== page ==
The advantages of such systems cannot be denied. But what exactly are the advantages and differences between the two solutions? For which corporate structure does a CRM or an ERP offer significant added value? We have looked into these questions and found answers.
CRM handles the front end of the business, i.e. the sales and marketing operations. ERP is the implementation or production dimension of your business. i.e. Production, procurement, accounting. For small businesses, it’s usually the case that ERP will have an CRM module.
1. ERP and CRM purposes
First and foremost, both systems are intended to make everyday work easier, ensure transparency, document internal and external incidents and provide clear workflows. Nevertheless, there are significant differences. Even the approaches of the systems are different and it is not so easy to compare them. If the CRM is primarily responsible for work and communication with customers, the ERP supports the workflow in product development and implementation. A typical example of the work of CRM is recording interactions and communication with customers – administration, history, campaign management. It is about a comprehensive overview of the customer relationships and the constant exchange with the customers. Using CRM, every employee can get a good overview of every customer.
With ERP, on the other hand, the focus is not on the customer, but on the workflow behind the scenes. Workflows are regulated and coordinated via the system. Starting with goods receipt and goods issue, as these two processes involve further steps. The goods must be registered and put into storage, which is the task of an ERP system. But also production sections that have to be coordinated with each other run through it. One process can only begin when another is completed. This is coordinated by the ERP and informs the relevant persons, if this is necessary at all.
2. CRM and ERP – The Perfect Synergy
However, the systems alone are only half as efficient, especially in large companies. The simultaneous use of ERP and CRM without integration on both sides makes little sense and tends to be more expensive. This would only be a gain if the departments and systems did not have to work together. But that is hardly ever the case. It is important that ERP and CRM support each other and communicate changes so that the common database remains the same. Every new lead is created in CRM. It doesn’t matter whether a business is created from this lead or not. But if the customer converts in the end, the ERP must also learn about it and ensure that further steps are taken. For example, an invoice must then be created or the order must be put into production. If the two systems did not communicate with each other, the workflow would be interrupted and valuable time and information would be lost. In the end you have an unsatisfied customer and this should be avoided as far as possible.
In addition, there would be a double effort of data maintenance. Imagine that you run a shop and place an order by telephone. The customer is new and you create an account for them. He orders a few things and you eagerly enter this into the order list. At the end, when you are finished, you save the data in your CRM system and tell the customer that you have finished the order and send it out. You now pass the order on to the employee in charge and also give them the contact details. The employee must now enter the data into the ERP again to print the invoice, shipping label and other information. If an error occurs or one of the products requested by the customer is not in stock, you will be called by your employee and must then call the customer to discuss the changes. So you definitely have no profit from the two systems.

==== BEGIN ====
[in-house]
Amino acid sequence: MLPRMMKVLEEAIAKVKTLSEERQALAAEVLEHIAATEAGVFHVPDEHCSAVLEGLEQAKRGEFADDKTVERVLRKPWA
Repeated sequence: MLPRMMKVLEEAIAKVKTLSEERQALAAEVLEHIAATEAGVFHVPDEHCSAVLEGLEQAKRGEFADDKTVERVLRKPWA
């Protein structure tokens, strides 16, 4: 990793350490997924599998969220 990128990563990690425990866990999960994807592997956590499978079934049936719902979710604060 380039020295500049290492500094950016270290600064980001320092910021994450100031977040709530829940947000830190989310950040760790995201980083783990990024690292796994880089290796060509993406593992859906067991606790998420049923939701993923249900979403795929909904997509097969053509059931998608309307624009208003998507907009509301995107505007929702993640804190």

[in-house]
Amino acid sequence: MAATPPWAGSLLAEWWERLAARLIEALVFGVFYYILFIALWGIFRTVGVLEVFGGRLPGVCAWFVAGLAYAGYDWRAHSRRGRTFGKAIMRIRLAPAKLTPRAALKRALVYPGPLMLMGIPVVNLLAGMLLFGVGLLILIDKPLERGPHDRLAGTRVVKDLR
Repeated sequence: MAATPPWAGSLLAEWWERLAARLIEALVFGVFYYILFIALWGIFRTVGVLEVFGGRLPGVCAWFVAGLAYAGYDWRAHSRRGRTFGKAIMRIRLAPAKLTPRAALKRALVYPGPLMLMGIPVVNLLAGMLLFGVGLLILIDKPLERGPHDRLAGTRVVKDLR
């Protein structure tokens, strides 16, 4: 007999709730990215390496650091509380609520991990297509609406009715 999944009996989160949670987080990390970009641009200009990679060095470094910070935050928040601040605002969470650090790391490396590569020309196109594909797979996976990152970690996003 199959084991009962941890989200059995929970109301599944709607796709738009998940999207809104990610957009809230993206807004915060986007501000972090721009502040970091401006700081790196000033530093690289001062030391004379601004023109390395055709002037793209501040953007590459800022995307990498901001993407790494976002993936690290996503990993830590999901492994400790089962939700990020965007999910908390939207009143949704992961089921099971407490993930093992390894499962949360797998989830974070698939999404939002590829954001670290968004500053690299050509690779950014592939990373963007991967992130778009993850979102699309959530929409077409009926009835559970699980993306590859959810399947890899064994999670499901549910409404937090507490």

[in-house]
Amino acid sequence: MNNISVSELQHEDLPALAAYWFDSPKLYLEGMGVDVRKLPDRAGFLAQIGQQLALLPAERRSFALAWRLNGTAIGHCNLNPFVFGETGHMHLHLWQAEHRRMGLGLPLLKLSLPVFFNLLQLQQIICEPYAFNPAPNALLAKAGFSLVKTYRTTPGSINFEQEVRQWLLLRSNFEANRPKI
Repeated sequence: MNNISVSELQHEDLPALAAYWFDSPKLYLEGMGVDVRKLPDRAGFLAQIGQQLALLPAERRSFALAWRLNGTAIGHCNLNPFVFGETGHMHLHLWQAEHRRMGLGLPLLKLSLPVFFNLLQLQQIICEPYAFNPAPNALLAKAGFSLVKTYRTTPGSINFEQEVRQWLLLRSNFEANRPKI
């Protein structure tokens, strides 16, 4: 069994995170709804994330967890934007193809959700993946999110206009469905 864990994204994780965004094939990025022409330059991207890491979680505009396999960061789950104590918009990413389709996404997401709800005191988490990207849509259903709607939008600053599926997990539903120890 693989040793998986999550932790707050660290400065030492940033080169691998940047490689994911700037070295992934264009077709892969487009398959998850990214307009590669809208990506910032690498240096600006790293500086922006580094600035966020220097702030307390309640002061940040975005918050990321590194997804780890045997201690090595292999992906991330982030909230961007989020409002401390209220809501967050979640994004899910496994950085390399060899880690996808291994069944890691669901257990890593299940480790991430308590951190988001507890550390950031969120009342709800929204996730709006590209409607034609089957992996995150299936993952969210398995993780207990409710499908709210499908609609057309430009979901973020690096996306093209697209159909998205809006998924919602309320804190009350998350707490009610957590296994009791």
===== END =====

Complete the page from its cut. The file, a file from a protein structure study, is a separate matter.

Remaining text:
3. This is what you need to consider in order to make the right choice
In order to use the systems as efficiently as possible and not to create any additional work, it is important to take a close look at the market before purchasing. You must know the functions and areas of application of the IT systems and know which processes and work areas have priority in your company. Will the systems grow with my company or will this require restructuring in a year or two? How much can and do I want to spend on this?
It should also be clear that such an acquisition must be integrated professionally and correctly. It is not enough to commission a company to integrate such software. You determine how well it works in the end. You need to know exactly what your employees do. Because these are the people who will have to work with these systems afterwards. The technical infrastructure must be in place. You have to be clear about which work processes you want to specify and which ones can be managed without being integrated into such a system.
Therefore it is also useful to have a successful partnership with the software seller to look over your plans.
The generally correct CRM or ERP does not exist. You should always keep this in mind. Your task is to choose the right solution for you from the wide range of products on offer. This project requires patience, perseverance and a feeling for the needs of your company. After all, you want an individual solution adapted to your company and not off-the-shelf solution.